The role of calcium in the regulation of Pyk2, which is also called calcium-dependent tyrosine kinase, has been known for many years. The mechanism of regulation is indirect, since Pyk2 does not bind calcium and the activity of the purified enzyme is not regulated by calcium in in vitro assays. Sasaki and co-workers now provide evidence that calmodulin regulates Pyk2 activation, since two structurally related inhibitors of calmodulin block vasopressin-induced tyrosine phosphorylation of Pyk2 in the WFB rat fibroblast cell line [4]. This finding is substantiated since Pyk2, but not FAK, associates with calmodulin–agarose beads in a calcium-dependent manner, and calmodulin can be co-immunoprecipitated with Pyk2. Interestingly, the regulatory FERM domain of Pyk2 interacts with calmodulin, suggesting that calmodulin–FERM domain interactions might be important for calcium-dependent activation of Pyk2, although additional interactions with other domains cannot be excluded. Although these results are consistent with a direct interaction between calmodulin and the FERM domain of Pyk2, it is important to note that all of these studies were performed using cell lysates, and thus an indirect mechanism of binding cannot be excluded. One important area of future research is the elucidation of the precise molecular mechanism of interaction of these proteins. The results are likely to be highly significant, given the importance of the FERM domain in regulating this kinase family.

FERM domains contain three subdomains that structurally resemble ubiquitin (the F1 subdomain), the acyl-CoA-binding protein (the F2 subdomain) and a PH (pleckstrin homology) domain (the F3 subdomain). Substitution of the F2 subdomain of FAK for the F2 subdomain of the Pyk2 FERM domain abolishes binding to calmodulin, and this loss of function is consistent with the hypothesis that calmodulin binding occurs through this subdomain of the FERM domain [4]. This could be highly significant, since the F2 subdomain provides the major contact with the catalytic domain in the autoinhibited conformation of FAK [5]. In addition, another conserved sequence that is important for FAK activation in response to multiple stimuli is also contained within the F2 subdomain [2]. Sasaki and co-workers [4] identify an α-helical sequence within the F2 subdomain of the Pyk2 FERM domain that resembles a reverse basic 1–8–14 motif that functions as a calmodulin-binding site in the HIV gp160 protein and Ca2+/calmodulin-dependent protein kinase α. The location of the motif is intriguing, since the loop following this α-helix is a critical component of the catalytic-domain-binding site within the FERM domain of FAK. However, structural studies suggest that this motif is unlikely to function in calmodulin binding. Calmodulin has N- and C-terminal globular domains, which contain Ca2+-binding EF-hand motifs. These two domains clamp down on peptide ligands to surround the α-helical motif. Although the structure of the FERM domain of Pyk2 has not been solved, structural studies on FAK suggest that this interaction could not occur, since the α-helix is buried in the core of the F2 subdomain. To verify the role of this peptide motif in calmodulin binding, Sasaki and co-workers [4] mutated two residues within the reverse basic 1–8–14 motif in Pyk2 (the LQ/AA mutant). This resulted in attenuation of calmodulin binding and tyrosine phosphorylation in vivo. These two residues are near the surface, but partially buried in the autoinhibited structure of FAK, and presumably in Pyk2. Thus these mutations might also alter the conformation of the FERM domain to obscure a distant binding site. Regardless, these results provide correlative evidence between calmodulin binding and tyrosine phosphorylation in vivo, and thus support the overall hypothesis. Further studies are required to fully elucidate the molecular mechanism of the interaction of calmodulin with the Pyk2 FERM domain.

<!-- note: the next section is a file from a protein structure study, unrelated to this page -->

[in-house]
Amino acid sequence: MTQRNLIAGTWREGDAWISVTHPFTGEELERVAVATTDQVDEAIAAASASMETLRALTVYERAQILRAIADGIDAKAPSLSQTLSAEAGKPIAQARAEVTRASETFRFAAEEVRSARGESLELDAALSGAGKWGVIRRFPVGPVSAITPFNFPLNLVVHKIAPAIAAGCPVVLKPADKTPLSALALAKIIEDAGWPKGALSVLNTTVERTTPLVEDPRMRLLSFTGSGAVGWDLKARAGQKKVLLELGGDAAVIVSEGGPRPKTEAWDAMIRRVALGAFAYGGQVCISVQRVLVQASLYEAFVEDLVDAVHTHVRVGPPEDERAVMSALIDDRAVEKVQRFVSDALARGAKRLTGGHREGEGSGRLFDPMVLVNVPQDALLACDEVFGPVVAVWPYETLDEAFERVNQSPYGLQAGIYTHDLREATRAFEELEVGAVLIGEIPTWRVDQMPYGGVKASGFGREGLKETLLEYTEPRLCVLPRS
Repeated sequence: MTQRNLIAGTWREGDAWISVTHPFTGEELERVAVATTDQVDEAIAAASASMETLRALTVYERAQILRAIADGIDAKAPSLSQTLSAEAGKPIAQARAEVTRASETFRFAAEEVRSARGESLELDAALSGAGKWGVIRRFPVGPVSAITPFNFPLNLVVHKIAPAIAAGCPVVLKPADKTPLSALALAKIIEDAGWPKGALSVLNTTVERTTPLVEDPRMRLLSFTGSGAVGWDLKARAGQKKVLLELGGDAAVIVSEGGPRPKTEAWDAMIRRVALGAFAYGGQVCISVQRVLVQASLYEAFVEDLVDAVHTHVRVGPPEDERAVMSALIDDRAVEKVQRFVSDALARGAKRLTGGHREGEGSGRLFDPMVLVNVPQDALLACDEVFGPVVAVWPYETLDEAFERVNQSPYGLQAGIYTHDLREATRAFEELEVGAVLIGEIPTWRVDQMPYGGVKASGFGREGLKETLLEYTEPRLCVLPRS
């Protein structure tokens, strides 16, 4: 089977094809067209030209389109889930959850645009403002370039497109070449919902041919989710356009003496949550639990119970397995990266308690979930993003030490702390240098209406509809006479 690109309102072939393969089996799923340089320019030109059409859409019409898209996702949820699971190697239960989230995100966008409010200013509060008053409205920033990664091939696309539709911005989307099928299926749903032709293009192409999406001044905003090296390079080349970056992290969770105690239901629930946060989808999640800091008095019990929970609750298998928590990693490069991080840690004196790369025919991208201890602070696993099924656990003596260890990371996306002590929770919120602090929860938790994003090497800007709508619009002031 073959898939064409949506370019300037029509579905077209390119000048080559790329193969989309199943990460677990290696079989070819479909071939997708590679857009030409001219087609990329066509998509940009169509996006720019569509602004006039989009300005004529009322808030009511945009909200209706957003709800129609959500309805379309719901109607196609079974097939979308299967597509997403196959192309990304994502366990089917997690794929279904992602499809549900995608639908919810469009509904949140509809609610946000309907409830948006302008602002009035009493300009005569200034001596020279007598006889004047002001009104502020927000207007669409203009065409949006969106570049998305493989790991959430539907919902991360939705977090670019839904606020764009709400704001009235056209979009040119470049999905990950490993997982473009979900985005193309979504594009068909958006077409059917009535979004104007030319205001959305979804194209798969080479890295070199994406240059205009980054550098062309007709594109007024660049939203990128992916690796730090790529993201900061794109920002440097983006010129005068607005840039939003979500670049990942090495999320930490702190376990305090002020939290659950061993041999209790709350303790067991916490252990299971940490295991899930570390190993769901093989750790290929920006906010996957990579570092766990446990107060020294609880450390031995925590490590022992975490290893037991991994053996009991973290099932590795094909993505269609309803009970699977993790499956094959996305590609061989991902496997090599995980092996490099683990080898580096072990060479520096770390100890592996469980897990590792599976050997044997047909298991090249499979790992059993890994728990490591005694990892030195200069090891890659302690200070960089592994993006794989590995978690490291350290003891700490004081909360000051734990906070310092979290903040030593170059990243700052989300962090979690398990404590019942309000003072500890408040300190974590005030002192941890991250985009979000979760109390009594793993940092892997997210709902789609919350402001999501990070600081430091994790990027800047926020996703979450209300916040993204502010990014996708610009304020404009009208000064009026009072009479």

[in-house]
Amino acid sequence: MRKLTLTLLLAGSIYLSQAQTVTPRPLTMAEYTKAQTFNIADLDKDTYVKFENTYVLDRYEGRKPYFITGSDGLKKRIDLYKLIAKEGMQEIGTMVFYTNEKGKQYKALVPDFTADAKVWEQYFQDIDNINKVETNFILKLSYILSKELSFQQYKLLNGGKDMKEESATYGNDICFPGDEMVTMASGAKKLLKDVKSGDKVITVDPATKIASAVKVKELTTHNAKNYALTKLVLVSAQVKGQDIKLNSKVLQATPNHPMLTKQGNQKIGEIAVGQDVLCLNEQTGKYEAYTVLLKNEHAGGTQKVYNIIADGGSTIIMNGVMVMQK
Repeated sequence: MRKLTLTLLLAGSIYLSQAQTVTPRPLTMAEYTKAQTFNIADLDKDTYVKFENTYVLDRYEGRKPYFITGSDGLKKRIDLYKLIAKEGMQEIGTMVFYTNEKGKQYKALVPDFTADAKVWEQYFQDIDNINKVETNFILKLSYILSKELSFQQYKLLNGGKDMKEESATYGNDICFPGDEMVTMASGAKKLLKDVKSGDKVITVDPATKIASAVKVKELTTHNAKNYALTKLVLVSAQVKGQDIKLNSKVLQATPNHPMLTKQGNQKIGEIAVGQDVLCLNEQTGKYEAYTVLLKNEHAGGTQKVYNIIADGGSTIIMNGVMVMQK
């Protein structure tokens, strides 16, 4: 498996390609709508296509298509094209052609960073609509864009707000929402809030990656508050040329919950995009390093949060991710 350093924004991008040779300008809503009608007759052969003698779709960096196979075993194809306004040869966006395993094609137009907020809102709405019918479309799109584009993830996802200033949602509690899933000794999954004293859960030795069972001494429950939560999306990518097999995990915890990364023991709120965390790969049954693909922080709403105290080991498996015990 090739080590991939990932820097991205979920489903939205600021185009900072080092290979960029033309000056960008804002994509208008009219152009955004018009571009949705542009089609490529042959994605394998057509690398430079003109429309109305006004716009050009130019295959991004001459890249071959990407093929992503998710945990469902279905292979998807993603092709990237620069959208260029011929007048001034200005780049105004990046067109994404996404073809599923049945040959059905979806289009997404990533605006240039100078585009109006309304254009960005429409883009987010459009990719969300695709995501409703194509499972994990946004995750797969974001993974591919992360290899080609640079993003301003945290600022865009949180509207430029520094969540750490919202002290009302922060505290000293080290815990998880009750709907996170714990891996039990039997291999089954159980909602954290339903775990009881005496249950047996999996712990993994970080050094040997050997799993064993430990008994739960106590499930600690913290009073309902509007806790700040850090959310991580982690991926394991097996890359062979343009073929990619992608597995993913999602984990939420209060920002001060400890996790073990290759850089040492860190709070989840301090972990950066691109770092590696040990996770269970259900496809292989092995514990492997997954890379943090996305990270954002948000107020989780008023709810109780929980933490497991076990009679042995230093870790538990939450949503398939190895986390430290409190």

The other intriguing observation described in the manuscript by Sasaki and co-workers [4] is the calcium-dependent assembly of Pyk2 into higher-order complexes containing Pyk2 dimers in complex with calmodulin. Again, this activity is mediated by the FERM domain, since the Pyk2 FERM domain can form a similar complex. The assembly of this complex may be significant, as it provides several additional hypothetical mechanisms of Pyk2 activation by calmodulin. By promoting dimerization, calmodulin could enhance autophosphorylation of Pyk2, which is important for recruiting other signalling molecules into the complex and transmission of a downstream signal. Through a second, but not mutually exclusive, mechanism, dimerization could promote activation loop phosphorylation and optimal Pyk2 kinase activity. Interestingly, inhibition of cytoplasmic calcium is reported to block AngII (angiotensin II)-induced phosphorylation of Pyk2 at Tyr580, but not at Tyr402 [11]. This is consistent with two mechanisms of regulation: (1) disruption of the autoinhibited conformation (since the activation loop is sequestered between the catalytic and FERM domains in the autoinhibited conformation of FAK) and (2) increased activation loop phosphorylation due to dimerization. Additional studies are required to distinguish between these possibilities.

In summary, Sasaki and co-workers [4] have provided the first evidence of a role for calmodulin in the calcium-dependent regulation of Pyk2. The model of activation envisions calmodulin binding to the FERM domain of Pyk2 leading to altered conformation and/or dimerization, and consequently elevated Pyk2 signalling. While the mechanistic details of calmodulin binding and its precise role in regulating Pyk2 remain to be established, this provocative paper will certainly stimulate additional studies to fully elucidate the relationship between calmodulin and Pyk2 in calcium-dependent regulation.

I thank Derek Ceccarelli for valuable discussions during the preparation of this article. Research in the author's laboratory is supported by NIH grant HL45100.